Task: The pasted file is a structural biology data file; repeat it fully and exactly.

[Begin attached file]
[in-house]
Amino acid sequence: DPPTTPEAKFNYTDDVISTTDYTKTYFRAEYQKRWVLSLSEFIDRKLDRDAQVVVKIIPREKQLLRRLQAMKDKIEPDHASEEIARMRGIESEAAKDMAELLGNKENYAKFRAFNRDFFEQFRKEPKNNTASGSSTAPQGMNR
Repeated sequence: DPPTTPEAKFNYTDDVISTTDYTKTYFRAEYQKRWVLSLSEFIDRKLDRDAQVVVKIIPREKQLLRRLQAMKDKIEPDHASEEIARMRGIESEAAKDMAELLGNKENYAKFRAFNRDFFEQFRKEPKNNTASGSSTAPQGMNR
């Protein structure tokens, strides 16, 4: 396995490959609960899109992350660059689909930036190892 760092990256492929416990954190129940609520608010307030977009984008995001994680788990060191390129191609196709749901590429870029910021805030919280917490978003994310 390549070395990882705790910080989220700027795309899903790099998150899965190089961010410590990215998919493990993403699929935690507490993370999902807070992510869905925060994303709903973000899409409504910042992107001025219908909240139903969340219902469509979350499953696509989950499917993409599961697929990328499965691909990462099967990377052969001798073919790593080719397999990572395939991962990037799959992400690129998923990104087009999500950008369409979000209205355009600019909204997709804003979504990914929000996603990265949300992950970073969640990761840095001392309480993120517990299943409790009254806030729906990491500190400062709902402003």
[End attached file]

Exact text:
[in-house]
Amino acid sequence: DPPTTPEAKFNYTDDVISTTDYTKTYFRAEYQKRWVLSLSEFIDRKLDRDAQVVVKIIPREKQLLRRLQAMKDKIEPDHASEEIARMRGIESEAAKDMAELLGNKENYAKFRAFNRDFFEQFRKEPKNNTASGSSTAPQGMNR
Repeated sequence: DPPTTPEAKFNYTDDVISTTDYTKTYFRAEYQKRWVLSLSEFIDRKLDRDAQVVVKIIPREKQLLRRLQAMKDKIEPDHASEEIARMRGIESEAAKDMAELLGNKENYAKFRAFNRDFFEQFRKEPKNNTASGSSTAPQGMNR
């Protein structure tokens, strides 16, 4: 396995490959609960899109992350660059689909930036190892 760092990256492929416990954190129940609520608010307030977009984008995001994680788990060191390129191609196709749901590429870029910021805030919280917490978003994310 390549070395990882705790910080989220700027795309899903790099998150899965190089961010410590990215998919493990993403699929935690507490993370999902807070992510869905925060994303709903973000899409409504910042992107001025219908909240139903969340219902469509979350499953696509989950499917993409599961697929990328499965691909990462099967990377052969001798073919790593080719397999990572395939991962990037799959992400690129998923990104087009999500950008369409979000209205355009600019909204997709804003979504990914929000996603990265949300992950970073969640990761840095001392309480993120517990299943409790009254806030729906990491500190400062709902402003």